Here’s my two cents on the issue of equal pay in the US workforce—actually, that would be my 1.54 cents based on my gender and the fact that women still earn only 77 cents on the dollar compared to men. In June 2013, the Association for Women in Science ran a series of blog posts in honor of the 50th anniversary of the Equal Pay Act, emphasizing that women in STEM (science, technology, engineering and math) earn on average 14% less than men in the same disciplines. Although pay for women has improved since enactment of the Equal Pay Act, it is far from equal pay for equal work. However, this issue expands beyond gender disparity to any minority populations in a workforce who are unequally compensated. For example, gender disparity also affects men who work in fields dominated by women where the wages have been set at a lower standard (e.g., administrative services).
Recent legislation efforts focused on solving unequal pay issues include the Paycheck Fairness Act and the Fair Pay Act. The Paycheck Fairness Act would require employers to prove that their pay scales are set by factors independent of gender and permit private sector employees to share salary information. Opponents of the Paycheck Fairness Act argue that businesses will see an increase in lawsuits resulting from the new legislation because the law would allow for compensatory pay in cases of gender discrimination. This assumption seems to be based on far-fetched scare tactics to convince American voters that equal pay legislation will cost the taxpayer and business owner more money. In my view, employers who take a proactive approach to ensure that their hiring and pay practices are free of biases are actually protected because the possibility of a pay discrimination case would be unfounded in court.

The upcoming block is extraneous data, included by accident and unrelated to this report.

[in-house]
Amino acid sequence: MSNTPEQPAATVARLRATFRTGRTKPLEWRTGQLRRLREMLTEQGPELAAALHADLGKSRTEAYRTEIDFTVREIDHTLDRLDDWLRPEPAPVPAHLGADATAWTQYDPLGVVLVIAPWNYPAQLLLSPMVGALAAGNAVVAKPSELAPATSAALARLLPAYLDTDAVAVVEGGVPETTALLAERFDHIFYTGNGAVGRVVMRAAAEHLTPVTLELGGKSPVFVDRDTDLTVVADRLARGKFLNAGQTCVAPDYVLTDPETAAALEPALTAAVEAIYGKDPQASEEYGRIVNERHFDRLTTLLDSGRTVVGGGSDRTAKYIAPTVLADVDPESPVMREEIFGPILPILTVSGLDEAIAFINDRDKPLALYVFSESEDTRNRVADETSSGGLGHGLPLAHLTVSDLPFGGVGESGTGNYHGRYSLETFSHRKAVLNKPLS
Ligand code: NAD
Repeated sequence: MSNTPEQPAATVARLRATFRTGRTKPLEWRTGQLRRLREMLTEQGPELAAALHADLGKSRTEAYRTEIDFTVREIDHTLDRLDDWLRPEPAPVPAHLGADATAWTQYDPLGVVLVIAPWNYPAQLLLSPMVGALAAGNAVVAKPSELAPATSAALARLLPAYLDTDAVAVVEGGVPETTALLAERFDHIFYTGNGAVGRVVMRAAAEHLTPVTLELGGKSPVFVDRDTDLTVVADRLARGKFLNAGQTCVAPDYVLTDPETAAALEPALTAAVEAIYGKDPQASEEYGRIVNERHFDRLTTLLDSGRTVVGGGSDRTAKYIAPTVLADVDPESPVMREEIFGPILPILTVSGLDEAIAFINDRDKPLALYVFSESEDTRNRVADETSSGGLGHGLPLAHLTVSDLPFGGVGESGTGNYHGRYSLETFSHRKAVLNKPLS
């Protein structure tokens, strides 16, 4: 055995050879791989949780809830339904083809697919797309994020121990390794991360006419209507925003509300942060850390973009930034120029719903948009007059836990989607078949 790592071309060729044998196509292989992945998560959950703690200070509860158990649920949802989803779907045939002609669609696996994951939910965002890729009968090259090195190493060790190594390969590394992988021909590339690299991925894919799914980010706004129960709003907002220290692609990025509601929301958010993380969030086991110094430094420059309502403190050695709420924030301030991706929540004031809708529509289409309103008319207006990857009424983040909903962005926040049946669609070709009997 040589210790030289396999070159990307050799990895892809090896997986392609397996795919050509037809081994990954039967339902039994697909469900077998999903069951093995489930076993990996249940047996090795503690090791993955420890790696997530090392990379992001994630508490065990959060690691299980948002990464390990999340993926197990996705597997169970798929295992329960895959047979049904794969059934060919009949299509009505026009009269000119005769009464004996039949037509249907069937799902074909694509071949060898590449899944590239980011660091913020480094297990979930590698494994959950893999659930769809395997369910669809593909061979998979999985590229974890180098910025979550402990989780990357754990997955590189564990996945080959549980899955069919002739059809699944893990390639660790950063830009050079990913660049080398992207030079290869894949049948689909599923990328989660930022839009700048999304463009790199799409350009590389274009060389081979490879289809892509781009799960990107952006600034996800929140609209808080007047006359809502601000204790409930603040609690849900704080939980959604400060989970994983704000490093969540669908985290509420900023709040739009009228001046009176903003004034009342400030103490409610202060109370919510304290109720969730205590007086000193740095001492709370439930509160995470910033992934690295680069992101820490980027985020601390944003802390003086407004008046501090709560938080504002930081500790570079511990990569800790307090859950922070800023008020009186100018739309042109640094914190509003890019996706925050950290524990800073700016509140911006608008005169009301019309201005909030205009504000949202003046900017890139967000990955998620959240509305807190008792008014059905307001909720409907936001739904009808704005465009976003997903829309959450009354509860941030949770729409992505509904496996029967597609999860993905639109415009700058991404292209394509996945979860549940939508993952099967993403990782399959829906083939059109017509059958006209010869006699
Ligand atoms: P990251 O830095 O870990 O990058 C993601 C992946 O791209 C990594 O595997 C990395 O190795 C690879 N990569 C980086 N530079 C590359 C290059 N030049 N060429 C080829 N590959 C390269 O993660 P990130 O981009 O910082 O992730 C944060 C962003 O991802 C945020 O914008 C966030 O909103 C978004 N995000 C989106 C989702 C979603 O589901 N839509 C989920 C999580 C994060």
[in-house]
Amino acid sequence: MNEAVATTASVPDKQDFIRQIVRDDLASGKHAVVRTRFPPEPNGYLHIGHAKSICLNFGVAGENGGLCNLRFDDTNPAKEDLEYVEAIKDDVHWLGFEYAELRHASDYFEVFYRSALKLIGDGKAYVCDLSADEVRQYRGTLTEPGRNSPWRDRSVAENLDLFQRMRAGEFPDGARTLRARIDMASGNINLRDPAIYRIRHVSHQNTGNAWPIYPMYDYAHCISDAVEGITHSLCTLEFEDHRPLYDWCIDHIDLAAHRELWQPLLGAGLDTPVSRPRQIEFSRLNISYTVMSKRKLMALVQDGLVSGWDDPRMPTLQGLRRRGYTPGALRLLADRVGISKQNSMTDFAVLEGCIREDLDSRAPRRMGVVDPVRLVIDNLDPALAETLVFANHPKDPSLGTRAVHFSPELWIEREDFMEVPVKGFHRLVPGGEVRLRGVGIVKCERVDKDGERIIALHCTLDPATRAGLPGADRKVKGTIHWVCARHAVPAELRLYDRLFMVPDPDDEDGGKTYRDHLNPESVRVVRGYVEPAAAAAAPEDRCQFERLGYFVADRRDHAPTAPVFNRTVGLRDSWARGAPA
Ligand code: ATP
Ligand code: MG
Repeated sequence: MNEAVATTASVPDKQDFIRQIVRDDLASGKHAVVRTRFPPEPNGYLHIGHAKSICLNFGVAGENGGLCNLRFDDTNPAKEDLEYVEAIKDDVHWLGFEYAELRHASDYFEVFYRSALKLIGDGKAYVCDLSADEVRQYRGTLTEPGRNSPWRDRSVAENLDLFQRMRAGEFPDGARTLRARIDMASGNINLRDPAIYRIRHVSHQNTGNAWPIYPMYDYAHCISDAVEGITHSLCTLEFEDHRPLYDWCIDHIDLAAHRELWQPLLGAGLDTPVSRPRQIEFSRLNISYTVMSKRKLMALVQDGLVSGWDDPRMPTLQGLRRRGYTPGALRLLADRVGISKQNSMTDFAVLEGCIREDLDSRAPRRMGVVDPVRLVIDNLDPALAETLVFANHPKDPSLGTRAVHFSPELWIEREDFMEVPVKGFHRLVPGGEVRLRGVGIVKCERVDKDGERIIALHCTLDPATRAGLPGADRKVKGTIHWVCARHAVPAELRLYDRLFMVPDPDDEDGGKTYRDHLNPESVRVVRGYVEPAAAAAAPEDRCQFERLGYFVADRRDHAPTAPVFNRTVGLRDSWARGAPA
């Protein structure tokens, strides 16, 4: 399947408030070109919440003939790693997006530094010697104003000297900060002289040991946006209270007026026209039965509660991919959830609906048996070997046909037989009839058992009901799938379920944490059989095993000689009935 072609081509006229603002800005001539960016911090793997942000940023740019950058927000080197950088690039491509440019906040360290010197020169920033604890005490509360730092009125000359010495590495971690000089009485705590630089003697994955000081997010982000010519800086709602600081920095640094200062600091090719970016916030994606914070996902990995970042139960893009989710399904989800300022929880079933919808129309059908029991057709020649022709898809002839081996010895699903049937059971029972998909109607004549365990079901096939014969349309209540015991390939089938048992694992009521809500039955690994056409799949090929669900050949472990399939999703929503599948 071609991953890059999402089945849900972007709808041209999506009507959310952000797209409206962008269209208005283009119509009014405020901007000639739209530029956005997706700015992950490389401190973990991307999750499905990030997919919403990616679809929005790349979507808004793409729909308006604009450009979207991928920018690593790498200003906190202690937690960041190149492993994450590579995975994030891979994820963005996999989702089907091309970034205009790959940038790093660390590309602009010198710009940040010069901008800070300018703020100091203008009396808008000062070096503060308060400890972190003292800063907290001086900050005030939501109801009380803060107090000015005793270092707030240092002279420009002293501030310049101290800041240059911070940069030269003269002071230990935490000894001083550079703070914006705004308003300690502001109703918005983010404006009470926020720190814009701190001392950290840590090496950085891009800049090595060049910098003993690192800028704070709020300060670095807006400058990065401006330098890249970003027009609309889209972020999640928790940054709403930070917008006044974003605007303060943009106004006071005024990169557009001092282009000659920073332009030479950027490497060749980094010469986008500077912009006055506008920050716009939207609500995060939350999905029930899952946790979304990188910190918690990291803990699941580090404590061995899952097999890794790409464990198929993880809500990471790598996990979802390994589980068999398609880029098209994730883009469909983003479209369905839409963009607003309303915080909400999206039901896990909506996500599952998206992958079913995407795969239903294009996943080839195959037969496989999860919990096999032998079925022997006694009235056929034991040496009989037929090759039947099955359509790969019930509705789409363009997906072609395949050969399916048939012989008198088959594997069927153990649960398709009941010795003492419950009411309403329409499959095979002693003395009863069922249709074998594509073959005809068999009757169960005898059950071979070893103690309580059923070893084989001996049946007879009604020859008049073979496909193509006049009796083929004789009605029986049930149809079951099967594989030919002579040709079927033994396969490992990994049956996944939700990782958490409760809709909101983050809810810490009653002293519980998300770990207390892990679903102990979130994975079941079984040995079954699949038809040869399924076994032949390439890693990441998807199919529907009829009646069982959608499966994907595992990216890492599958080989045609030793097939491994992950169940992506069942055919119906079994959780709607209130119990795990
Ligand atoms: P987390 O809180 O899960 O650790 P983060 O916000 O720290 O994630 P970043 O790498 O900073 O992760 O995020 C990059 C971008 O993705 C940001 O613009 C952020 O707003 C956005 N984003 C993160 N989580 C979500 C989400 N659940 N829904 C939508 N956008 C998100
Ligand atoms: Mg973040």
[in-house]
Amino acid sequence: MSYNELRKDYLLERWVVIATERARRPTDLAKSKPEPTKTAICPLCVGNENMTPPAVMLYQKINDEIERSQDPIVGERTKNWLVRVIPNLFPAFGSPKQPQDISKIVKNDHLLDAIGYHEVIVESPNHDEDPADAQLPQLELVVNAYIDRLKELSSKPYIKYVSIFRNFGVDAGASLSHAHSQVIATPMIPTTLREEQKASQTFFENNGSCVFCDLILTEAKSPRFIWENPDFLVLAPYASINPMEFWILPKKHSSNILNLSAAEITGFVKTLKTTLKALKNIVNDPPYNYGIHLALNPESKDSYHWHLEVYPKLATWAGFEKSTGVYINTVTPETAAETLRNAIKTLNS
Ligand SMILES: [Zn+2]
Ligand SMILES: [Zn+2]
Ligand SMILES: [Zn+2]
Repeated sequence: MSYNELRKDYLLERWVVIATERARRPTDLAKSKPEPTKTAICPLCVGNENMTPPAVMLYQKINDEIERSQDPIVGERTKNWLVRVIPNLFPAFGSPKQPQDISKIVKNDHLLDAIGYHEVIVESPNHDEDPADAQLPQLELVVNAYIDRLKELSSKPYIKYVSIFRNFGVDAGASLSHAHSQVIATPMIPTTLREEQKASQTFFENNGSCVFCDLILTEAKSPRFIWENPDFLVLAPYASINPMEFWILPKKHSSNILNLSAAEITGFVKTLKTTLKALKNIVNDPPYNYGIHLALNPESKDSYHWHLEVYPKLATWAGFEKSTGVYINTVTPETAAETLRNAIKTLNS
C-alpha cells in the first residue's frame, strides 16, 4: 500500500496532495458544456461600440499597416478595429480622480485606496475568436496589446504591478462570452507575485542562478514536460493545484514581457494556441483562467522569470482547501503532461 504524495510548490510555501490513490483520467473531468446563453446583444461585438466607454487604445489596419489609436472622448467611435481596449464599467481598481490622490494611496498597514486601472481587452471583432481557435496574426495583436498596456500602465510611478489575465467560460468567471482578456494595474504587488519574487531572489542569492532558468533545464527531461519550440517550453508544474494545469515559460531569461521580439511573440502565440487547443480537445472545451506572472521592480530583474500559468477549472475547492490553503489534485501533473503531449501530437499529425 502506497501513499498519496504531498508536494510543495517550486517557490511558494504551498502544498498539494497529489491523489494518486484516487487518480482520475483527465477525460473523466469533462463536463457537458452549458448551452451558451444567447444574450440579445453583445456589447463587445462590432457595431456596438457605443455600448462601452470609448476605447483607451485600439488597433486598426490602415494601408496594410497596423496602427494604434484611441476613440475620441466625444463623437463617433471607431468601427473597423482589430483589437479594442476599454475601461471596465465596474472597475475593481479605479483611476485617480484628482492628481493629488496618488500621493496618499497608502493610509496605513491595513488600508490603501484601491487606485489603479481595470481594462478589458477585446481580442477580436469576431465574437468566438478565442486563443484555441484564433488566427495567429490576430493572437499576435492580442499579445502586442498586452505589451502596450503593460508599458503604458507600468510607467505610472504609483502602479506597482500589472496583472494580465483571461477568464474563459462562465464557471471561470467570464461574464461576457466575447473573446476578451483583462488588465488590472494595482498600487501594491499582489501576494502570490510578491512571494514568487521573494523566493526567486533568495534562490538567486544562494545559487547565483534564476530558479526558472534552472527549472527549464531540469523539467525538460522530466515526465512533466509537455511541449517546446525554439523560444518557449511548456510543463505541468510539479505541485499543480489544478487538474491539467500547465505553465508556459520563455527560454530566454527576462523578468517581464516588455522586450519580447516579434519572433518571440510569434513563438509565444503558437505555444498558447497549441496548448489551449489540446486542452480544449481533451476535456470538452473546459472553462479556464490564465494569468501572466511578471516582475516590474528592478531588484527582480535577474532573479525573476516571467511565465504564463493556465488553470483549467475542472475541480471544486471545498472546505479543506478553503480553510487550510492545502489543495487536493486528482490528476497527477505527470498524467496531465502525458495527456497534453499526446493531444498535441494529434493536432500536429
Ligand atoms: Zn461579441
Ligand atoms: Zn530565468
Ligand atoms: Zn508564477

How can you help support these equal pay efforts?
1. Send a note to your representatives asking them to support the Paycheck Fairness Act and similar legislation. A quick email option is available using the American Civil Liberties Union’s website.
2. Read more on how you can help support equal pay efforts from the National Committee on Pay Equity. Plus, take the time to discuss equal pay issues with friends, family and colleagues, as issue awareness leads to change.
3. Stand up for your rights–if you may be a victim of pay discrimination based on sex, race or other characteristics then contact your human resources department and/or the Equal Employment Opportunity Council to file a complaint. Remember, pay discrimination extends to compensation other than just the amount of your paycheck, including job assignments and fringe benefits.
4. If you are a hiring manager, consistently evaluate your company’s policies on setting pay scales for new employees and promotions. Suggestions for fair pay practices can be found online at the Department of Labor and the National Committee on Pay Equity.
**Discussion Point: What other ways can employers help ensure equal pay practices?**